The real lesson from Wounded Knee
In response to the Feb. 1 Op-Ed by Robert Jack Young (“The Firearm lesson of Wounded Knee”), a more complete and accurate history of Wounded Knee, the last battle of the Indian Wars in 1890, can be found at eyewitnesstohistory.com.
It was a military operation by the U.S. Cavalry that involved disarming the surrounded Indians (i.e., the enemy), as a modern army would disarm enemies it has surrounded or subdued in combat.
Citing Wounded Knee as an example of what can happen if citizens are not armed, Mr. Young asks: “Take a moment to reflect on the real purpose of the Second Amendment: The right of the people to take up arms in defense of themselves, their families and their property in the face of invading armies or an oppressive government.”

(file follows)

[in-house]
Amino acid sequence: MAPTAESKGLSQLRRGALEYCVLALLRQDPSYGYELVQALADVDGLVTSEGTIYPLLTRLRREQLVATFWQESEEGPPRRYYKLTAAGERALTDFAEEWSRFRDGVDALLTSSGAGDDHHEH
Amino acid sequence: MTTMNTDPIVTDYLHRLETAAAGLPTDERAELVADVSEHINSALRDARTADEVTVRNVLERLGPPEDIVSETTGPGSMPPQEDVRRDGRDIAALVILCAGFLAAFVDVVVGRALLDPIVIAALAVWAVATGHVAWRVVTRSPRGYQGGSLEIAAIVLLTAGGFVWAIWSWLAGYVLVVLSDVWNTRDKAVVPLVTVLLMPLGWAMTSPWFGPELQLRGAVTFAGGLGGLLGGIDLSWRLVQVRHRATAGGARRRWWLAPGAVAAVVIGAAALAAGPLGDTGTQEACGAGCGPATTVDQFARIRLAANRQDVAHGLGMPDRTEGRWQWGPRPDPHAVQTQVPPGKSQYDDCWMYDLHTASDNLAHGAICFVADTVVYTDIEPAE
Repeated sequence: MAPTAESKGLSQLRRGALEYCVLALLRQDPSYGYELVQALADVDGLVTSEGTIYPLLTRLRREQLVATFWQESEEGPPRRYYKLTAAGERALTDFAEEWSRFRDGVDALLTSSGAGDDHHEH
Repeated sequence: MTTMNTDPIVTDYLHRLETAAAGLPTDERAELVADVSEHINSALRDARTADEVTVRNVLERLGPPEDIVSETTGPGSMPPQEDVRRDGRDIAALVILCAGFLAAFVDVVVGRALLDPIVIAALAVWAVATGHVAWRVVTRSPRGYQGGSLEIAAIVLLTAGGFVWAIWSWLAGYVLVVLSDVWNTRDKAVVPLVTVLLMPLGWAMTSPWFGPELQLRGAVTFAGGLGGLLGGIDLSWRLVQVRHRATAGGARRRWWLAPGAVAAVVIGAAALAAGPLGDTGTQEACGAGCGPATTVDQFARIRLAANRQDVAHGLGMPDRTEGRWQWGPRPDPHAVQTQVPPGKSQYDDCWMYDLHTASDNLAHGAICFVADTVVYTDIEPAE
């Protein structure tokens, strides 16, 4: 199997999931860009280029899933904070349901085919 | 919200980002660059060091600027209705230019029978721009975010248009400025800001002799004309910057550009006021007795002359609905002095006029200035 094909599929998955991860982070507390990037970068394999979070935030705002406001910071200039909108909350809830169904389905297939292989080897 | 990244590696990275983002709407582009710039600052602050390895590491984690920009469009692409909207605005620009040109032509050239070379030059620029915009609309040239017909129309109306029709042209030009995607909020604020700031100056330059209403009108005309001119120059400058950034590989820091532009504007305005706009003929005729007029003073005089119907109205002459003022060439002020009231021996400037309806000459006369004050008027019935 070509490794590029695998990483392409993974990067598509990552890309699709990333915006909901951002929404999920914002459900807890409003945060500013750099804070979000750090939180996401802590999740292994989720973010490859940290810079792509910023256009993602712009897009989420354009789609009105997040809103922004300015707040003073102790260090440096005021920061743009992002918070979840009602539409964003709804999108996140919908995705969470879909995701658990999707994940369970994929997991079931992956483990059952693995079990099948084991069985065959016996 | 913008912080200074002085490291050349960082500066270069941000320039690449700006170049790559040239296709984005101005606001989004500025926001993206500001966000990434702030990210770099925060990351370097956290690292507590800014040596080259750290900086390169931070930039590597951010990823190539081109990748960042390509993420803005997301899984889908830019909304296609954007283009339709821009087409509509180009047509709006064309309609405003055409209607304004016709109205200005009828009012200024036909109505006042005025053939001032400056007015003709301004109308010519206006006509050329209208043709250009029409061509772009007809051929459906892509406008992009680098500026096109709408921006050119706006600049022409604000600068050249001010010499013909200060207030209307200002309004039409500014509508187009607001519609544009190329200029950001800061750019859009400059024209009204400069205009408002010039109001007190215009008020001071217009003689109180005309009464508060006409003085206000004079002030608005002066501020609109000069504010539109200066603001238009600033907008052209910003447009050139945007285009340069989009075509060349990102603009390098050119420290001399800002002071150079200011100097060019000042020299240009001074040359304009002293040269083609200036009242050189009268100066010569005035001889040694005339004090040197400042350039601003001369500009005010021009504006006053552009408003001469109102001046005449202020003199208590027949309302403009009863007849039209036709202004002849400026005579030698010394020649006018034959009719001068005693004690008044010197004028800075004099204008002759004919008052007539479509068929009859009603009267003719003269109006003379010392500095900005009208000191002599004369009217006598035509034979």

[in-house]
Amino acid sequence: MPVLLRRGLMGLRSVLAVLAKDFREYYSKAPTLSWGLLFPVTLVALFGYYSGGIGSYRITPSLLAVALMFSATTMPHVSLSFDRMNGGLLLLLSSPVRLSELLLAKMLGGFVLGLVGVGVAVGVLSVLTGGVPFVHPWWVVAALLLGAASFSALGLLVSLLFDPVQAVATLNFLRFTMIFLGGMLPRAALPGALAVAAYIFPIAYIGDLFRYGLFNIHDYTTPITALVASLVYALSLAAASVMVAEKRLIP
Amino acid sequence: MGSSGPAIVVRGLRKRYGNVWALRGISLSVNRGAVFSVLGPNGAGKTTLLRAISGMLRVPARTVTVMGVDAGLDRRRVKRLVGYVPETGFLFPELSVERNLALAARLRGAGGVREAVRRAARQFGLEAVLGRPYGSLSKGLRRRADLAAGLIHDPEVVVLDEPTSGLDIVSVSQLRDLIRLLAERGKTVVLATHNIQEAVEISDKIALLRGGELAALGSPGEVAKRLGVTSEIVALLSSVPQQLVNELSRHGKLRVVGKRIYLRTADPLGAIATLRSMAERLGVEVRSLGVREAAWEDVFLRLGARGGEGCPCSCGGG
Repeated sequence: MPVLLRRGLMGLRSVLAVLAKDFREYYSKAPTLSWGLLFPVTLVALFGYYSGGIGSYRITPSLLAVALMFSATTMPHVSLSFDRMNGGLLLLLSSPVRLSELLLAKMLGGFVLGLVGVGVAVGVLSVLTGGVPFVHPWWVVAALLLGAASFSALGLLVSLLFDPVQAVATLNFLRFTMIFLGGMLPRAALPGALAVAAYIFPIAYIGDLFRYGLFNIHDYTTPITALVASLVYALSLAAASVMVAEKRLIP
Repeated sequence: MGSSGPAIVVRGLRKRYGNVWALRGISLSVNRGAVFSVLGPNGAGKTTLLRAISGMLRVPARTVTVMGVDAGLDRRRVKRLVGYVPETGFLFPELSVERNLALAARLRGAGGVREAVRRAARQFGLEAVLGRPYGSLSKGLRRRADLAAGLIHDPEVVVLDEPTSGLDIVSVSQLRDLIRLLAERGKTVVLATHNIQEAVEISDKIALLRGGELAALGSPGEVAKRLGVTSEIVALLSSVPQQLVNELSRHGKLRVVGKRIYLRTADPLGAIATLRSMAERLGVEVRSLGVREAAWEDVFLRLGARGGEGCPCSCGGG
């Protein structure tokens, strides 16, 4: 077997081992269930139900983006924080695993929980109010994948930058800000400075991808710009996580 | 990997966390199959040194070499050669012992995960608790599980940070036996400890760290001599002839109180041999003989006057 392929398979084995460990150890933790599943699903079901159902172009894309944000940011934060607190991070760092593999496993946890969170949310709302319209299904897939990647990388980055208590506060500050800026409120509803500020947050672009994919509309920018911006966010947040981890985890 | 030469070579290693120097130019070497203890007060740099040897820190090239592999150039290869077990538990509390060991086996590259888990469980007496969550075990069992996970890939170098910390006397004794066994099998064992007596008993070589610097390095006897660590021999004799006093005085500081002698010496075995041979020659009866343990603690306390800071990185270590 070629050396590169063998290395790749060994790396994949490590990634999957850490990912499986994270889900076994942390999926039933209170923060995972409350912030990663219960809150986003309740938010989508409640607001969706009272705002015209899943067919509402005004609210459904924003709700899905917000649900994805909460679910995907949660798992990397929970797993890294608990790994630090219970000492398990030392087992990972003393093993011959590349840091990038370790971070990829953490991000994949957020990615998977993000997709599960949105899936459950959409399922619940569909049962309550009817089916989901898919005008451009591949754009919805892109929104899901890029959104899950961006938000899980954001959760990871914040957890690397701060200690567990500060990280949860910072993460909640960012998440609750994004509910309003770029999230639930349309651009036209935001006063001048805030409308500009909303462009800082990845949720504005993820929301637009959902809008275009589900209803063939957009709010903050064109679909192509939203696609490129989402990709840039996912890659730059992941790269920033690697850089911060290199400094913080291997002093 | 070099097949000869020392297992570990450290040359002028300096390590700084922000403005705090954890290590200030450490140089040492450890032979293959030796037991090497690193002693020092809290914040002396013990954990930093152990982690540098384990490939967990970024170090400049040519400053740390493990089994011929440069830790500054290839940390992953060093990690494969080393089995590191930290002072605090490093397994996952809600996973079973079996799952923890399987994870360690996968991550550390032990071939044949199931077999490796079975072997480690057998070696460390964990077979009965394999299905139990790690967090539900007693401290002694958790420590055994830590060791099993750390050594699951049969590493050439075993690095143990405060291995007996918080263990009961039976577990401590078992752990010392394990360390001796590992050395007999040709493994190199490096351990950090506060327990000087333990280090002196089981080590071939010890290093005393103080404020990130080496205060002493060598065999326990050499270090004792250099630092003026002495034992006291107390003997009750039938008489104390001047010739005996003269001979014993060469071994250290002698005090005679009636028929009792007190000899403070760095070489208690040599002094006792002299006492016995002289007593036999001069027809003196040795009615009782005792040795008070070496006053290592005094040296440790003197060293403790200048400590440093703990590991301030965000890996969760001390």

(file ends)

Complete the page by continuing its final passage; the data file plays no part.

Upon such reflection – and overlooking that the “real purpose” of the Second Amendment was not as Mr. Young represents – it appears the Indians at Wounded Knee were, indeed, well-armed and facing an invading army/oppressive government that had come after them and their guns.
A lot of good it did them. When the shooting started, they and their families were massacred in minutes.
If Wounded Knee has a lesson for today’s gun-owners, it is the opposite of that claimed by Mr. Young.
Wounded Knee teaches that if an “oppressive” U.S. government – with the most well-equipped military in the world – decides to confiscate their firearms, it can easily do that even if it means prying them from cold dead hands and blotting up the remains of resisters with their personal copy of the Second Amendment.
But Mr. Young is correct, in a way, in suggesting that history can repeat itself. Indians at Wounded Knee believed in magic and that their “ghost shirts” made them impervious to bullets. Today, those who cling to their guns likewise suffer from magical thinking that renders them impervious to facts, including the real lesson of Wounded Knee.
• • •
Bob Edwards is a resident of Sonoma.